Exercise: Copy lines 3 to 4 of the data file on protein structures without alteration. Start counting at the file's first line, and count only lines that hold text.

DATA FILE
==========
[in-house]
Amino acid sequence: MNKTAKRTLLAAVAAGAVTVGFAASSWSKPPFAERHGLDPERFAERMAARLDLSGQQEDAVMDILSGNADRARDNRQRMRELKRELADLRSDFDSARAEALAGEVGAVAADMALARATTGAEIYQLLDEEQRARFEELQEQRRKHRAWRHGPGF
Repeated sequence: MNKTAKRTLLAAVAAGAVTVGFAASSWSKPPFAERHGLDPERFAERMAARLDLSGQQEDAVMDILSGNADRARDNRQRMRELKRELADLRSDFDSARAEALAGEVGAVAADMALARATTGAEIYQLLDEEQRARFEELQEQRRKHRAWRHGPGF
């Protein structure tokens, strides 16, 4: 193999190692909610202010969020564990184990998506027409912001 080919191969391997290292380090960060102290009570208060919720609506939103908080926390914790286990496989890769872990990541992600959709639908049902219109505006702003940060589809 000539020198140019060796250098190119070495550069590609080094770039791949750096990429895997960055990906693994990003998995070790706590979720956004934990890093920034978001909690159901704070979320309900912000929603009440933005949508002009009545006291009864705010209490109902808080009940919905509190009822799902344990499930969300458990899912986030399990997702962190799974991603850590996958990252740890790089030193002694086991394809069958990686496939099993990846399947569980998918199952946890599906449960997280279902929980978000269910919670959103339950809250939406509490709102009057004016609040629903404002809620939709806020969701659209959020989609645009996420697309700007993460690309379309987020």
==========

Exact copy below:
Repeated sequence: MNKTAKRTLLAAVAAGAVTVGFAASSWSKPPFAERHGLDPERFAERMAARLDLSGQQEDAVMDILSGNADRARDNRQRMRELKRELADLRSDFDSARAEALAGEVGAVAADMALARATTGAEIYQLLDEEQRARFEELQEQRRKHRAWRHGPGF
């Protein structure tokens, strides 16, 4: 193999190692909610202010969020564990184990998506027409912001 080919191969391997290292380090960060102290009570208060919720609506939103908080926390914790286990496989890769872990990541992600959709639908049902219109505006702003940060589809 000539020198140019060796250098190119070495550069590609080094770039791949750096990429895997960055990906693994990003998995070790706590979720956004934990890093920034978001909690159901704070979320309900912000929603009440933005949508002009009545006291009864705010209490109902808080009940919905509190009822799902344990499930969300458990899912986030399990997702962190799974991603850590996958990252740890790089030193002694086991394809069958990686496939099993990846399947569980998918199952946890599906449960997280279902929980978000269910919670959103339950809250939406509490709102009057004016609040629903404002809620939709806020969701659209959020989609645009996420697309700007993460690309379309987020």